Jude

Kept by the Trinity

Assurance comes from turning our eyes away from our strength, our faithfulness and our obedience. Assurance happens to us as we focus our hearts on the activity and promises of the Triune God.

The certainty that “nothing” in the most exhaustive sense is capable of separating us from Christ’s love produces assurance (Rom 8:38-39). The promise that nothing and no one can snatch us from the hand of God creates assurance in us (John 10:28).

The book of Jude creates this assurance in us through the theme of keeping. Three times he uses the language of keeping. He bookends his entire letter with the promise that God will keep us. In the middle of the letter he calls on us to keep ourselves in God’s keeping love. Check out the three verses. 

  • “Jude, a servant of Jesus Christ and brother of James, To those who are called, beloved in God the Father and kept for Jesus Christ” (Jude 1).
  • “But you, beloved, building yourselves up in your most holy faith and praying in the Holy Spirit, keep yourselves in the love of God, waiting for the mercy of our Lord Jesus Christ that leads to eternal life” (Jude 20-21).
  • “Now to him who is able to keep you from stumbling and to present you blameless before the presence of his glory with great joy, to the only God, our Savior, through Jesus Christ our Lord, be glory, majesty, dominion, and authority, before all time and now and forever. Amen” (Jude 24-25).

A few observations on these three passages.

  1. God’s choosing and loving is connected with his keeping. He keeps those who are called and those who are loved. We cannot separate these concepts. Those he loves, he keeps. Those he calls, he keeps.
  2. His keeping work entails the certainty that we will persevere to the end and stand before him on the final day without blame. Joy will mark the moment we stand before God at our death or at his return…great joy.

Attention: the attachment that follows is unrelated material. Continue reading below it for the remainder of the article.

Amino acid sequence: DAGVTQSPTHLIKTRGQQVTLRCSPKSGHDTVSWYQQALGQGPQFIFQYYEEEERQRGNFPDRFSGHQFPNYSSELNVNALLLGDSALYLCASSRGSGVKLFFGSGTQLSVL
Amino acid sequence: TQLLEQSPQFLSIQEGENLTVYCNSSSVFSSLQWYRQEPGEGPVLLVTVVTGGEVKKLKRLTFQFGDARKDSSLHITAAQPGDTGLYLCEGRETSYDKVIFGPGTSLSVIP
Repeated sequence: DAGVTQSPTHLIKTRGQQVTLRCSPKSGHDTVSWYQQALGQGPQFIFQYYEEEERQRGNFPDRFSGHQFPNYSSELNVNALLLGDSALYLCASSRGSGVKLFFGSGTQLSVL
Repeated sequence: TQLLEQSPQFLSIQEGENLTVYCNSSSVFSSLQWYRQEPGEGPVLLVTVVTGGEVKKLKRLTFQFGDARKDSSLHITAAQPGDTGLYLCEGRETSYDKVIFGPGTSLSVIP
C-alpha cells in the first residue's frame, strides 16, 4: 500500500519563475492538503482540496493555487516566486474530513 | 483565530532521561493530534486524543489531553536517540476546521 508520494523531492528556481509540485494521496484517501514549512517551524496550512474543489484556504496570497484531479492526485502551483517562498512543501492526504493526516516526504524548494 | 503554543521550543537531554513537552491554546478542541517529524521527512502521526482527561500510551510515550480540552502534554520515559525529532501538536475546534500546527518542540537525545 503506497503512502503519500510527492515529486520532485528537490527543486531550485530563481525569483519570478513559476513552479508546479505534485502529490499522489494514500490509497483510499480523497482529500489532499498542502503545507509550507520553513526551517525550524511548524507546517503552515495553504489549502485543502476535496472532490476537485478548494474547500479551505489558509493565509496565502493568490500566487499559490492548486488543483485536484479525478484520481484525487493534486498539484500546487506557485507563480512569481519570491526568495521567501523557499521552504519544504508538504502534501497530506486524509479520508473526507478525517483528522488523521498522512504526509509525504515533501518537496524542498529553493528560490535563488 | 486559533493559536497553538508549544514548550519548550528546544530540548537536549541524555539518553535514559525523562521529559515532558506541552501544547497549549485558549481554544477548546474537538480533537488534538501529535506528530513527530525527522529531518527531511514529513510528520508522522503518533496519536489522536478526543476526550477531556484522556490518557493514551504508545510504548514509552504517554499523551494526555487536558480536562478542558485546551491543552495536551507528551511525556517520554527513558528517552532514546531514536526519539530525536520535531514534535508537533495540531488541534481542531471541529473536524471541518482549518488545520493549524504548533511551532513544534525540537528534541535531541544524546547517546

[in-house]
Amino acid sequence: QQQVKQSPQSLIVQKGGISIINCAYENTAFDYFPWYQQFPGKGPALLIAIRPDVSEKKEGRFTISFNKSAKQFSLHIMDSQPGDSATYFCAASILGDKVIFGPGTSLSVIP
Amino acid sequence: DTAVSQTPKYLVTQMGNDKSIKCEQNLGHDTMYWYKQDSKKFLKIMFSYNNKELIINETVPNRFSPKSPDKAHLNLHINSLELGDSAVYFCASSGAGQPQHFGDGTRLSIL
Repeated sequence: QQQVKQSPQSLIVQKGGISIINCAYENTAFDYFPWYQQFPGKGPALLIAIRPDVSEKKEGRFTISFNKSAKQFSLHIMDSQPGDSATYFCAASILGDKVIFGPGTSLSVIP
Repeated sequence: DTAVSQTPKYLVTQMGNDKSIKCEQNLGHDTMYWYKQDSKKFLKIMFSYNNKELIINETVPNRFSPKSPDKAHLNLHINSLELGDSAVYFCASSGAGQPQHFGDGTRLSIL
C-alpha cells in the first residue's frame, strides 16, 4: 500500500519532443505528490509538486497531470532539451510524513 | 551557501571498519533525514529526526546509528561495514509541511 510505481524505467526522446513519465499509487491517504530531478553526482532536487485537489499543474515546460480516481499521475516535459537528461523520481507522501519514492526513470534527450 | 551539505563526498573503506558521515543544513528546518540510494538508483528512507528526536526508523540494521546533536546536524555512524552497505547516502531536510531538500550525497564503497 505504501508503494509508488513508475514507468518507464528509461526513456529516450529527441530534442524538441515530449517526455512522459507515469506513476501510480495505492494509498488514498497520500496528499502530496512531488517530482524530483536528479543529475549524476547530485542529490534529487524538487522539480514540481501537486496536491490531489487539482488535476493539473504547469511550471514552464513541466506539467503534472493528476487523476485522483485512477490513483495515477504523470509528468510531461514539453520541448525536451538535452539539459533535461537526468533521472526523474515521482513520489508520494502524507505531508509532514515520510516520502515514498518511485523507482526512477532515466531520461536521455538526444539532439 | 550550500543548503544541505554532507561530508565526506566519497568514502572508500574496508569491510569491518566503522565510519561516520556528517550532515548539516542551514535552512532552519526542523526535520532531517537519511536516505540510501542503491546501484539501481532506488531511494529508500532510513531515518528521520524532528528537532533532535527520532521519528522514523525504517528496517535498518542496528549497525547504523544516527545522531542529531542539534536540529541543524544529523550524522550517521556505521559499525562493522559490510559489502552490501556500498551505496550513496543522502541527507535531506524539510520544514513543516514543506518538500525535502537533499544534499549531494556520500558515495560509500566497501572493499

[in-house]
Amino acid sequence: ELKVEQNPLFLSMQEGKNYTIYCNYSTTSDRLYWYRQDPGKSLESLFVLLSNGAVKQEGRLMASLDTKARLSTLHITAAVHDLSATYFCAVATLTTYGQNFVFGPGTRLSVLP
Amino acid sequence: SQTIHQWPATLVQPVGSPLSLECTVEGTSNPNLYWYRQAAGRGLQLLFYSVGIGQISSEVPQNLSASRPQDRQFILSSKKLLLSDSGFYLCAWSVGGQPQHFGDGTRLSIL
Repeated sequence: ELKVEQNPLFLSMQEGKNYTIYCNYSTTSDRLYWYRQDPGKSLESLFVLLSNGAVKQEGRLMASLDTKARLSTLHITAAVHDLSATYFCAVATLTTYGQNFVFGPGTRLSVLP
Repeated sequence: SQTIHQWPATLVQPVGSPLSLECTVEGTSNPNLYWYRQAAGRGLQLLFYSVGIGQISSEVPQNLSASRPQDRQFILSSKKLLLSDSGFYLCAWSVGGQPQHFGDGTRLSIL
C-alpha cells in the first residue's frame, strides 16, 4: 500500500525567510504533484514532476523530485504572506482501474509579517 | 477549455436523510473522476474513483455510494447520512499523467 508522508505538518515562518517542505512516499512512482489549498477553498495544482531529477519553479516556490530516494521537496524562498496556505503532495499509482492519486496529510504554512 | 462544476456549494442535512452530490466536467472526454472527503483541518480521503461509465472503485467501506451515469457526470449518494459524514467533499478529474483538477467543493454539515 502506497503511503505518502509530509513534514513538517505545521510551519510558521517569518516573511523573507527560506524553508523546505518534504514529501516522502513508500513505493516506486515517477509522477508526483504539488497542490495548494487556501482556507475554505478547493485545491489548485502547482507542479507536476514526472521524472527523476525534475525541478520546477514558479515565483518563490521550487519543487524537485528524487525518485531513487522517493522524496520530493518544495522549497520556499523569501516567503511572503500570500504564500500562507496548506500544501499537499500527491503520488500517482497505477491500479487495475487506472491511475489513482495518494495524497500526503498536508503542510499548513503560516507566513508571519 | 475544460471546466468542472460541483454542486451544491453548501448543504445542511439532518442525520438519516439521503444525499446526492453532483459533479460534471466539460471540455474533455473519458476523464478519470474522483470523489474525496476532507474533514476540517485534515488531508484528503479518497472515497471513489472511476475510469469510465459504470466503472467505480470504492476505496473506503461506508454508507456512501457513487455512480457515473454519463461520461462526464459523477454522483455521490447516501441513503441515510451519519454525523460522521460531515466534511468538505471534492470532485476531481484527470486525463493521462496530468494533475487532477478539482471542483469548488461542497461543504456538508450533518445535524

3. We are called to keep ourselves in God’s love. This self-keeping is accomplished through the means of building ourselves up in the faith, praying in the Holy Spirit and waiting for the mercy of God at his return. Building, praying and waiting…this is how we keep ourselves in the keeping love of God.
  4. The keeping work of God is a Triune endeavor. Note that we are kept by God the Father in and through Christ. We are kept by God through praying in the Holy Spirit.  We are kept as we focus on the gospel of Jesus Christ. We are kept as we wait for the return of Jesus. All three persons are at work keeping us until the final day.
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Learning From Sinful Angels

We have a lot to learn from angels. They are a model of loyalty, service, reverence, worship, holy curiosity and strength. We do well to study the Scripture to better understand these brilliant creatures we will spend eternity with.

We have a lot to learn from fallen angels. They are a model of pride, disloyalty, rebellion, deception and sin. We also do well to study Scripture to better understand the nature of sin in our own souls, the weapons of our foes and the actions that will separate one from God.

In Jude 6 we are given a window into the transgression of the angels. Check out what the brother of Jesus who became his servant says about this.